Short and sweet was the best way to describe this production: but for all it lacked in length it made up for in quality and complimentary wine. ‘Darkness and Light’ is a whistle stop tour of opera through the ages and, despite the journey being a relatively brief one, you still come away feeling like you’ve seen a lot.
As a sucker for a good structure, the ‘Darkness and Light’ theme, based on a hymn by Francis of Assisi, was both appropriate and engaging as the scenes switched rapidly from happy to sad; intense to comical and, well, darkness to light – at least I think so, as they didn’t always sing in English. Joking aside, the hymn’s integration into the scenes was top notch and, indeed, the scene set in the hall – with everyone in black tie – proved the perfect arena for such a classy performance. From the moment the orchestra struck up, there was a sense of authority about this production which was a pleasure to the senses – mainly the ears.
Some of the acting, however, left much to be desired. When the very able singers crept onto the stage at the start, portraying witches, it was more than a little bit awkward to witness: the cast’s vocal talent was evident, but their acting skills were not. Also, the final scene contained some rather interesting facial expressions to say the least but, gurning and a couple of out-of-place Mo-vember efforts aside, the performance was visually impressive.
Particular credit needs to go to the lighting which was absolutely stunning in the Monteverdi scene of act one: and was aided further by the serenity of Ellie Rosser-Symth and Portia Cantwell. In this scene, and others, the light and darkness theme was brilliantly reflected by the staging and what was simultaneously conveyed, by the contrasting intensities of the opening two scenes, was equally commendable. The first presentation of darkness was noisy, with the stage cluttered with cast members moving around jerkily, and the second, representing light, was stripped down to the bare minimum with much more fluid movements. Such antitheses were wholly effective, and credit must go to the directors for pulling it off so successfully.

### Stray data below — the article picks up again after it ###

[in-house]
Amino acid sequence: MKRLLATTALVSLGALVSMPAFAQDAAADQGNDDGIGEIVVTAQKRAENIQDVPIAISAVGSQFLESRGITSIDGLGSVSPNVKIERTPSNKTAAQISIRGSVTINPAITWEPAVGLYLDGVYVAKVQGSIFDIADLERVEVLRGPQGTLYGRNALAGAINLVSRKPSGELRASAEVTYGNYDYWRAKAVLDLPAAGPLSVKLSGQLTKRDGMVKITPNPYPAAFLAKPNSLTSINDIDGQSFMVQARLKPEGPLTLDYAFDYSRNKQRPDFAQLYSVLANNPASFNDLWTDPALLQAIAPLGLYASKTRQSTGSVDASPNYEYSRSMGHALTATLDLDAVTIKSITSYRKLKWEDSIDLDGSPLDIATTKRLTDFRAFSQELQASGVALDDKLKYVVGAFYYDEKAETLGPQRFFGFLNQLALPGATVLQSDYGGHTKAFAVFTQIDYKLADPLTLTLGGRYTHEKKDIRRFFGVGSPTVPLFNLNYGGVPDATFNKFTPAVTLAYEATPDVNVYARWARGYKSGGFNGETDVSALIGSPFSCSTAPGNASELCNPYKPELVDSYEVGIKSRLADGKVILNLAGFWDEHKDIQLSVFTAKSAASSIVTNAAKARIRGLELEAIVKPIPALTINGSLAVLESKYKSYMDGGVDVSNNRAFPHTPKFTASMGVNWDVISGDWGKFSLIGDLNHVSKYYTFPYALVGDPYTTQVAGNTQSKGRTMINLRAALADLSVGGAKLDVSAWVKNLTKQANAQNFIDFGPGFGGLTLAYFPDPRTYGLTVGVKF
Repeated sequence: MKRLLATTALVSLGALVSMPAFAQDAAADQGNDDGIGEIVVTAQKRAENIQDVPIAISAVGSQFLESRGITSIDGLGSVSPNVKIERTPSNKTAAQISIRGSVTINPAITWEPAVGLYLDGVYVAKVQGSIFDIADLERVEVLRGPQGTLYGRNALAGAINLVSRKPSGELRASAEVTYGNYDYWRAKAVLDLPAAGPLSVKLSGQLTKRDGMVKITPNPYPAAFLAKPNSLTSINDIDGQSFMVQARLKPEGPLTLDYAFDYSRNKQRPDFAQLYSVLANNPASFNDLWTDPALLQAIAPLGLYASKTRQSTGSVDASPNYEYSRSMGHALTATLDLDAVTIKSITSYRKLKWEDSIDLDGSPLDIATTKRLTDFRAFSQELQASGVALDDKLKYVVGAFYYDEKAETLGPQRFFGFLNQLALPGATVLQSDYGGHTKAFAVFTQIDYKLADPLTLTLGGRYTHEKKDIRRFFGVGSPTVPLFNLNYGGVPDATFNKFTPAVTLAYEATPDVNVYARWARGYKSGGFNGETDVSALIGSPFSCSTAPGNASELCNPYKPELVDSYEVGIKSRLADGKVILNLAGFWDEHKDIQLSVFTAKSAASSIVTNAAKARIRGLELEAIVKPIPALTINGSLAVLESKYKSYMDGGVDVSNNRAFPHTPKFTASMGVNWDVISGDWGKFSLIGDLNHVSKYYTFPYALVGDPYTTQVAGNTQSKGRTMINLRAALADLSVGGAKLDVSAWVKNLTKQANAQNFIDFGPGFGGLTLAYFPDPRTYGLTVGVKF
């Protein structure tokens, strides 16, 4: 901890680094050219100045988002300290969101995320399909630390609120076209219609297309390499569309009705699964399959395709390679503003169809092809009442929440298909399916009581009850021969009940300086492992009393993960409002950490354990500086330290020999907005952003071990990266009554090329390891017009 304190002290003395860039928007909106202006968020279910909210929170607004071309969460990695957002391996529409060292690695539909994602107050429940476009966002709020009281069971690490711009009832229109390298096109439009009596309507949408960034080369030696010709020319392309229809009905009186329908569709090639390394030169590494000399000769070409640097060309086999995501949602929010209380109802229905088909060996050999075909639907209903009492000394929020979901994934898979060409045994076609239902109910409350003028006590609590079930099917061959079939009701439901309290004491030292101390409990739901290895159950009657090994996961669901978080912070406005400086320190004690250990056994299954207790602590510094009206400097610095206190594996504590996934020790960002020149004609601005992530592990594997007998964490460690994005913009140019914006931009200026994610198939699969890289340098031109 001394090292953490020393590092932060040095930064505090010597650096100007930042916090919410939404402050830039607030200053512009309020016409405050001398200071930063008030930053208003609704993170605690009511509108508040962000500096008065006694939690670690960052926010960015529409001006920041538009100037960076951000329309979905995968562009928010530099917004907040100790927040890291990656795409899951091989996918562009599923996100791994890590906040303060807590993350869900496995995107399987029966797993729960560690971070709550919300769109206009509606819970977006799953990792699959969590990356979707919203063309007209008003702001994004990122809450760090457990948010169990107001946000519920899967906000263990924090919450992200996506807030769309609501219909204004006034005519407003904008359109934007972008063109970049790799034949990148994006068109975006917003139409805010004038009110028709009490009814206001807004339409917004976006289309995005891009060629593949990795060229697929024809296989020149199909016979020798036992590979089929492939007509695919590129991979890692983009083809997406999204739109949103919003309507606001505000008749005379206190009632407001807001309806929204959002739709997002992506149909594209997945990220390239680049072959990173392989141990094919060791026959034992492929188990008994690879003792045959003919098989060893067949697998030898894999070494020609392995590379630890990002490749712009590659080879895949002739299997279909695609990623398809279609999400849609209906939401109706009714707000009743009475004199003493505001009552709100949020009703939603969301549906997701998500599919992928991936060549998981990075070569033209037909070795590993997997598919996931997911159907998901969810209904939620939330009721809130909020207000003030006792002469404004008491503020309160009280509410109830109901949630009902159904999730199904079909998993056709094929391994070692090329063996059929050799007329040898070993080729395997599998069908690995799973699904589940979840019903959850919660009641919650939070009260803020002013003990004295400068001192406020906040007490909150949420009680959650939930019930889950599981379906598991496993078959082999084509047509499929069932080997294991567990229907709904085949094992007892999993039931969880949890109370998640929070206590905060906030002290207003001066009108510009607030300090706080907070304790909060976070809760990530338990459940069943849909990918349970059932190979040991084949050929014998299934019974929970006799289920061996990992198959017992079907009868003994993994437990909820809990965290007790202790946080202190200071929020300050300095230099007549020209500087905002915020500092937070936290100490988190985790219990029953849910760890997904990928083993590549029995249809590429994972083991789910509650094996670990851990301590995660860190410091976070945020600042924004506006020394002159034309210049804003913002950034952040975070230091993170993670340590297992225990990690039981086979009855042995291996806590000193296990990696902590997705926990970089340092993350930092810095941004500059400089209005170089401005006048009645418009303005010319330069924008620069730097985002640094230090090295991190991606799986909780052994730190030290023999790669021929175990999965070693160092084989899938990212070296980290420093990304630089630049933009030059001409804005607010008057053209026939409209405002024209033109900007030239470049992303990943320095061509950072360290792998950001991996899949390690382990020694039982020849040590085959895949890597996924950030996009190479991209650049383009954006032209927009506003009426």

The highlight of the evening was the piece by Handel in which Bridget Tomlinson was truly excellent. Not only was the singing beautiful, her facial expressions really engaged with the conflicting emotions of the extract. Other impressive features of the production included the orchestra in general, the gradual build of the finale and the female harmonies in the Purcell scene.
Directors Ambrose Li and Rebecca Meltzer certainly had a lot to grapple with in presenting so many periods and genres. The tight structuring of the scenes, integrated into Assisi’s hymn, was a masterstroke however, and gave the production an accumulating force which exploded in the final scene. Although very short, the performance whets the operatic appetite for what the Durham Opera Ensemble has to offer during the rest of the year.